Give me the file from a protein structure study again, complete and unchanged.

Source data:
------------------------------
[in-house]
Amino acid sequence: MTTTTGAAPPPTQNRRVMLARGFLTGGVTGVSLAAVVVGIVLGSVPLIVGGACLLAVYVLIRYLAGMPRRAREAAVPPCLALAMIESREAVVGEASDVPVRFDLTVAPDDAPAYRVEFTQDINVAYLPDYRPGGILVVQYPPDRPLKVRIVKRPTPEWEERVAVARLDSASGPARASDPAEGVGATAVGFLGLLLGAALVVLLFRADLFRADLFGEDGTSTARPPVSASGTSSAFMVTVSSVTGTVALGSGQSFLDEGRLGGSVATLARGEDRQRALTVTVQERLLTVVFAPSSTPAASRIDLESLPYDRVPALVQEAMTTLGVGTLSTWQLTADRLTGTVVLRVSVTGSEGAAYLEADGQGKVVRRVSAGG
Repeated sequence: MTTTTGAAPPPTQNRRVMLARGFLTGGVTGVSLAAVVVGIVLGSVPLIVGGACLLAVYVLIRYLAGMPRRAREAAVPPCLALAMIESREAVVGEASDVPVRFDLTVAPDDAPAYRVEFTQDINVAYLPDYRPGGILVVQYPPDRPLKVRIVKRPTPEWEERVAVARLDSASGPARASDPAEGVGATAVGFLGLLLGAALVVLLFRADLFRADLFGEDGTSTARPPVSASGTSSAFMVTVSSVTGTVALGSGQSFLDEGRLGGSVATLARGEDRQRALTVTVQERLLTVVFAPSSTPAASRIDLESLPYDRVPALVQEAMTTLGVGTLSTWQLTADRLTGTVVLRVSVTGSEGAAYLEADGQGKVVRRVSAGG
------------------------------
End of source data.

[in-house]
Amino acid sequence: MTTTTGAAPPPTQNRRVMLARGFLTGGVTGVSLAAVVVGIVLGSVPLIVGGACLLAVYVLIRYLAGMPRRAREAAVPPCLALAMIESREAVVGEASDVPVRFDLTVAPDDAPAYRVEFTQDINVAYLPDYRPGGILVVQYPPDRPLKVRIVKRPTPEWEERVAVARLDSASGPARASDPAEGVGATAVGFLGLLLGAALVVLLFRADLFRADLFGEDGTSTARPPVSASGTSSAFMVTVSSVTGTVALGSGQSFLDEGRLGGSVATLARGEDRQRALTVTVQERLLTVVFAPSSTPAASRIDLESLPYDRVPALVQEAMTTLGVGTLSTWQLTADRLTGTVVLRVSVTGSEGAAYLEADGQGKVVRRVSAGG
Repeated sequence: MTTTTGAAPPPTQNRRVMLARGFLTGGVTGVSLAAVVVGIVLGSVPLIVGGACLLAVYVLIRYLAGMPRRAREAAVPPCLALAMIESREAVVGEASDVPVRFDLTVAPDDAPAYRVEFTQDINVAYLPDYRPGGILVVQYPPDRPLKVRIVKRPTPEWEERVAVARLDSASGPARASDPAEGVGATAVGFLGLLLGAALVVLLFRADLFRADLFGEDGTSTARPPVSASGTSSAFMVTVSSVTGTVALGSGQSFLDEGRLGGSVATLARGEDRQRALTVTVQERLLTVVFAPSSTPAASRIDLESLPYDRVPALVQEAMTTLGVGTLSTWQLTADRLTGTVVLRVSVTGSEGAAYLEADGQGKVVRRVSAGG